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Research Papers: Flows in Complex Systems

Modeling and Computer Simulation of Centrifugal CO2 Compressors at Supercritical Pressures

[+] Author and Article Information
Farhad Behafarid

Mem. ASME
Department of Aerospace Engineering Sciences,
University of Colorado at Boulder,
Boulder, CO 80309
e-mail: farhad.behafarid@colorado.edu

Michael Z. Podowski

Professor
Mem. ASME
Center for Multiphase Research,
Rensselaer Polytechnic Institute,
Troy, NY 12180
e-mail: podowm@rpi.edu

Contributed by the Fluids Engineering Division of ASME for publication in the JOURNAL OF FLUIDS ENGINEERING. Manuscript received January 26, 2015; final manuscript received January 7, 2016; published online March 24, 2016. Assoc. Editor: Kwang-Yong Kim.

J. Fluids Eng 138(6), 061106 (Mar 24, 2016) (9 pages) Paper No: FE-15-1059; doi: 10.1115/1.4032570 History: Received January 26, 2015; Revised January 07, 2016

The use of supercritical carbon dioxide (SC-CO2) as a working fluid in energy conversion systems has many benefits, including high efficiency, compact turbomachinery, and the abundance of CO2. A very important issue for design optimization and performance analysis of future SC Brayton cycles is concerned with the SC-CO2 flow inside high-speed compressors and turbines. The objective of this paper is to present a novel modeling approach to, and its use in numerical simulations of, SC-CO2 flow inside a high-speed compact compressor. The proposed approach capitalizes on using three different physical and mathematical formulations of one-dimensional (1D) models, i.e., compressible and incompressible flow models using actual properties of SC-CO2 and a compressible ideal gas model, as a reference to verify the predictive capabilities of a three-dimensional (3D) incompressible flow model. The incompressible model has been used to perform simulations for a complete detailed multidimensional model of an SC-CO2 high-speed compact compressor. The advantages of the new model include numerical stability, computational efficiency, and physical accuracy. In particular, it has been shown that the model's predictions are consistent with selected published technical data.

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References

Figures

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Fig. 2

SANDIA SC-CO2 centrifugal compressor rotating at 75,000 rpm [5]

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Fig. 1

SANDIA SC-CO2 compression loop, including a centrifugal compressor rotating at 75,000 rpm [5]

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Fig. 3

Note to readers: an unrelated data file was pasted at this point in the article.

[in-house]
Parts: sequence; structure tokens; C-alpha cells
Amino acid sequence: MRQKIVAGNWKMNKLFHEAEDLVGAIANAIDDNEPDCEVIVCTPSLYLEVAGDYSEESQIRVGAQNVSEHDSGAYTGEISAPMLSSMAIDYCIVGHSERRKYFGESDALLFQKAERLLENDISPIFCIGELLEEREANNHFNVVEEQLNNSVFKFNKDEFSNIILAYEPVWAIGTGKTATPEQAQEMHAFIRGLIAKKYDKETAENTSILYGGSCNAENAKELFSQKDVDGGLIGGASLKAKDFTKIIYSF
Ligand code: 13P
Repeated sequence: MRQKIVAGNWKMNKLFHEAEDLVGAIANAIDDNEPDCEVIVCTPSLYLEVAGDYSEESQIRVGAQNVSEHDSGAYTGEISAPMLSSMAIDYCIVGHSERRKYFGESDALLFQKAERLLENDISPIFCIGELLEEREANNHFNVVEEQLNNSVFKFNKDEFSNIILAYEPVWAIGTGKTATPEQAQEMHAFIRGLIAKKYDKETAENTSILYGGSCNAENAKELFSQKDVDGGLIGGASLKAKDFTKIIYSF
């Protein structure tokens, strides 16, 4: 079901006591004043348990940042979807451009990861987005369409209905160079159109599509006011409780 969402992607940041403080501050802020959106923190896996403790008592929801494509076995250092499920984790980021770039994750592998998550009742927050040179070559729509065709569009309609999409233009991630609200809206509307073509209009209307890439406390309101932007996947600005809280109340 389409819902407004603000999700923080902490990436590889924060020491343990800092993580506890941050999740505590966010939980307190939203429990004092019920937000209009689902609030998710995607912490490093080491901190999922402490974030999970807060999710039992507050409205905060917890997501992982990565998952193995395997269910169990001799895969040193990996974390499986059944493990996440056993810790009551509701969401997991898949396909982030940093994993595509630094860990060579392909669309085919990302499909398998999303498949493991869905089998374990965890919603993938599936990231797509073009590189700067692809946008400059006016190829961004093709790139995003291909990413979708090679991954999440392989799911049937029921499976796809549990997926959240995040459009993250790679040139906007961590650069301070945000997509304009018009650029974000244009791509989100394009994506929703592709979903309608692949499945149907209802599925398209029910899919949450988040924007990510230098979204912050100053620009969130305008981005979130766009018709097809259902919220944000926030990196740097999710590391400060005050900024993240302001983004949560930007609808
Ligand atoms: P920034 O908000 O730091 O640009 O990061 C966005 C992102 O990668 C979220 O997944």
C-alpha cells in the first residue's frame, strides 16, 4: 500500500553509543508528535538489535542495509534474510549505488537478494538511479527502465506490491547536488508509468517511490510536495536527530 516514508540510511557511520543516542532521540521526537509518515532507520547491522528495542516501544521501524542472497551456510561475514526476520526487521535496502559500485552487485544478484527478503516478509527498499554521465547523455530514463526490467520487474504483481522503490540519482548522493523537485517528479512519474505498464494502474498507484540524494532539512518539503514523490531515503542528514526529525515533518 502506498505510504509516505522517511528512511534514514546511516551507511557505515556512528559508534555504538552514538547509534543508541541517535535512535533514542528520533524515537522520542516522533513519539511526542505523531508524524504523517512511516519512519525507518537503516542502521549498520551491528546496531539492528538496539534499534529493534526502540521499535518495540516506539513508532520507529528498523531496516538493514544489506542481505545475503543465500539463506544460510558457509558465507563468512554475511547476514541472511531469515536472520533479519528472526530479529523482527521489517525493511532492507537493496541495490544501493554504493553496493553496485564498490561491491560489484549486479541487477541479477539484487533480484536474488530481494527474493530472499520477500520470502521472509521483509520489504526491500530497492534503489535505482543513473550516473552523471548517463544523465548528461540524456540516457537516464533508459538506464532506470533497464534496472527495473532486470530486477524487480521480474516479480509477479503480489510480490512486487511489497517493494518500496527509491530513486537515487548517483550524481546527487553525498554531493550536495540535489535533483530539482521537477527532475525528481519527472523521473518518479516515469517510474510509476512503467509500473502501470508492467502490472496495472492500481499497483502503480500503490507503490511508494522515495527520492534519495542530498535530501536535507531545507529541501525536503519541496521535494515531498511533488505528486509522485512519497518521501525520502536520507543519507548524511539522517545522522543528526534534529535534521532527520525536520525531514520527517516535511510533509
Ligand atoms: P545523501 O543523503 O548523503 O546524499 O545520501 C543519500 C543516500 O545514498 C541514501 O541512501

Pressure, temperature, density, and velocity distributions based on 1D analysis using incompressible and compressible flow models of SC-CO2, as well as a simplified ideal gas model, under accelerations corresponding to a rotational speed of 75,000 rpm

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Fig. 4

Errors in the predicted outlet conditions, using the compressible SC-CO2 model as a reference

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Fig. 12

Velocity vectors inside the compressor wheel rotating at 75,000 rpm (bottom view)

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Fig. 13

Streamlines inside the compressor wheel rotating at 75,000 rpm (top view)

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Fig. 5

Top and isometric views of the computer-aided design (CAD) model of the compressor used as computational domain for numerical simulation

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Fig. 6

Unstructured/boundary-layer mesh with 32.7 × 106 elements and 7.9 × 106 nodes

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Fig. 7

Velocity, pressure, and temperature distribution at cross sections of the compressor wheel (off-design, rotating at 50,000 rpm)

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Fig. 8

Pressure distribution on the blade surfaces inside the compressor wheel rotating at 75,000 rpm

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Fig. 9

Temperature distribution on the blade surfaces inside the compressor wheel rotating at 75,000 rpm

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Fig. 10

Velocity, pressure, and temperature distribution for a compressor wheel rotating at 75,000 rpm using incompressible SC-CO2 model

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Fig. 11

Velocity, pressure, and temperature distribution at cross sections of the compressor wheel (rotating at 75,000 rpm)

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